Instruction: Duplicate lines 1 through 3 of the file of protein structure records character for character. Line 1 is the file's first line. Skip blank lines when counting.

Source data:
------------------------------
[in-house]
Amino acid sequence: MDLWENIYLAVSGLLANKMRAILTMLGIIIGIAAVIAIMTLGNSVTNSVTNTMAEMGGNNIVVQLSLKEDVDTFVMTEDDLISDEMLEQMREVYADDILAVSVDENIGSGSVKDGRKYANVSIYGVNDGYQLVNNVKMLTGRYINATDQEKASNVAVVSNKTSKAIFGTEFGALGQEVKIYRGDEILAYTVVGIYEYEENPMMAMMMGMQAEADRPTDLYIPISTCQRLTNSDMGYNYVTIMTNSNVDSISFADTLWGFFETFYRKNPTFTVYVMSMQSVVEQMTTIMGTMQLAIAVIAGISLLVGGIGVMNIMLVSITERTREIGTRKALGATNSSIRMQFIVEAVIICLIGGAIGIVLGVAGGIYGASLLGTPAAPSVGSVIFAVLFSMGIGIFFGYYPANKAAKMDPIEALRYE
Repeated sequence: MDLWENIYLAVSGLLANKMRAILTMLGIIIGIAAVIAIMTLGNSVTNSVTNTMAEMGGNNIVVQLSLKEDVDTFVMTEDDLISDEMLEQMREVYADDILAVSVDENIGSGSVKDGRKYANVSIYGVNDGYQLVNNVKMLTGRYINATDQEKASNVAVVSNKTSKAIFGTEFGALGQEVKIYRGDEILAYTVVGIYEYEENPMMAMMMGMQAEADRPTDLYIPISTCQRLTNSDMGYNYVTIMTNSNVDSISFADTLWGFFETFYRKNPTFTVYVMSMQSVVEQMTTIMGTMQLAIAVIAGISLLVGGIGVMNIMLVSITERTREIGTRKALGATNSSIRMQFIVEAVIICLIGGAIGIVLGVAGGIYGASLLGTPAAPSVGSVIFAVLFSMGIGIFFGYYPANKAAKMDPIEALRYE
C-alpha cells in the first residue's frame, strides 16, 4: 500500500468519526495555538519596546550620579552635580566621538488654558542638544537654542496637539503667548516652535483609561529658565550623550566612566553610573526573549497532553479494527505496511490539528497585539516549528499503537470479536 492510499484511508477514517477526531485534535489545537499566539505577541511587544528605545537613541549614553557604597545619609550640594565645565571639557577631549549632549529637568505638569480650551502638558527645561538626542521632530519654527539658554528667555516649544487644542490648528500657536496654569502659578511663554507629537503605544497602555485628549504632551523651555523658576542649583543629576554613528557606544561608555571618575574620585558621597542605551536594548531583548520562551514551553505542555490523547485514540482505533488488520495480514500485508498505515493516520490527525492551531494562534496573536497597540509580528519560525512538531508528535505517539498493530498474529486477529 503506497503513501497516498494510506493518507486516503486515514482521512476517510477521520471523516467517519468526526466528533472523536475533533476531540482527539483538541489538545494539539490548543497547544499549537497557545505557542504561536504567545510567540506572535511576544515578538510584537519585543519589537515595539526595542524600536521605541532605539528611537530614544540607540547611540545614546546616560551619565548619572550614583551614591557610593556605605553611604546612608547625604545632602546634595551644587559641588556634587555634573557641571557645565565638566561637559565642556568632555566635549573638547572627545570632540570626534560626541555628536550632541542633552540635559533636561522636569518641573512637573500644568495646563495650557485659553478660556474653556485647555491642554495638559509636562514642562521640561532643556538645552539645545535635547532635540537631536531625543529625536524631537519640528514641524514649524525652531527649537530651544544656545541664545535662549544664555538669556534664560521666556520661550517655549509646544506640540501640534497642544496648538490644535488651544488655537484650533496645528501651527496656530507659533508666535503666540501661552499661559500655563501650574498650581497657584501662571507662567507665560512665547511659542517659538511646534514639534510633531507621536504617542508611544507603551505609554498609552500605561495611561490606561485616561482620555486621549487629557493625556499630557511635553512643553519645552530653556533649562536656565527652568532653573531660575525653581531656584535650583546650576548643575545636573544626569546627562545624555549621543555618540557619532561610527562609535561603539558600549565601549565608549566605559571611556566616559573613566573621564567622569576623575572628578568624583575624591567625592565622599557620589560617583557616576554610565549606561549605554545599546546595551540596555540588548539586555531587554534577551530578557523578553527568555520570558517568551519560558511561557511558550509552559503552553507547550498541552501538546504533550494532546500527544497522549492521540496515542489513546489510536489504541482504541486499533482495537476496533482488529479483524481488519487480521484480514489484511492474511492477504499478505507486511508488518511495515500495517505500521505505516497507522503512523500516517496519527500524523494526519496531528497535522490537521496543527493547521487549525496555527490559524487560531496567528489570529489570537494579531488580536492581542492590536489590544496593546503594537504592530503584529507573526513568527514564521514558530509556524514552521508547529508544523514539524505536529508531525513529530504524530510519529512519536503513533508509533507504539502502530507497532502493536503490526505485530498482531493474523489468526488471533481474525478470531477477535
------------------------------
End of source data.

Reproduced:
[in-house]
Amino acid sequence: MDLWENIYLAVSGLLANKMRAILTMLGIIIGIAAVIAIMTLGNSVTNSVTNTMAEMGGNNIVVQLSLKEDVDTFVMTEDDLISDEMLEQMREVYADDILAVSVDENIGSGSVKDGRKYANVSIYGVNDGYQLVNNVKMLTGRYINATDQEKASNVAVVSNKTSKAIFGTEFGALGQEVKIYRGDEILAYTVVGIYEYEENPMMAMMMGMQAEADRPTDLYIPISTCQRLTNSDMGYNYVTIMTNSNVDSISFADTLWGFFETFYRKNPTFTVYVMSMQSVVEQMTTIMGTMQLAIAVIAGISLLVGGIGVMNIMLVSITERTREIGTRKALGATNSSIRMQFIVEAVIICLIGGAIGIVLGVAGGIYGASLLGTPAAPSVGSVIFAVLFSMGIGIFFGYYPANKAAKMDPIEALRYE
Repeated sequence: MDLWENIYLAVSGLLANKMRAILTMLGIIIGIAAVIAIMTLGNSVTNSVTNTMAEMGGNNIVVQLSLKEDVDTFVMTEDDLISDEMLEQMREVYADDILAVSVDENIGSGSVKDGRKYANVSIYGVNDGYQLVNNVKMLTGRYINATDQEKASNVAVVSNKTSKAIFGTEFGALGQEVKIYRGDEILAYTVVGIYEYEENPMMAMMMGMQAEADRPTDLYIPISTCQRLTNSDMGYNYVTIMTNSNVDSISFADTLWGFFETFYRKNPTFTVYVMSMQSVVEQMTTIMGTMQLAIAVIAGISLLVGGIGVMNIMLVSITERTREIGTRKALGATNSSIRMQFIVEAVIICLIGGAIGIVLGVAGGIYGASLLGTPAAPSVGSVIFAVLFSMGIGIFFGYYPANKAAKMDPIEALRYE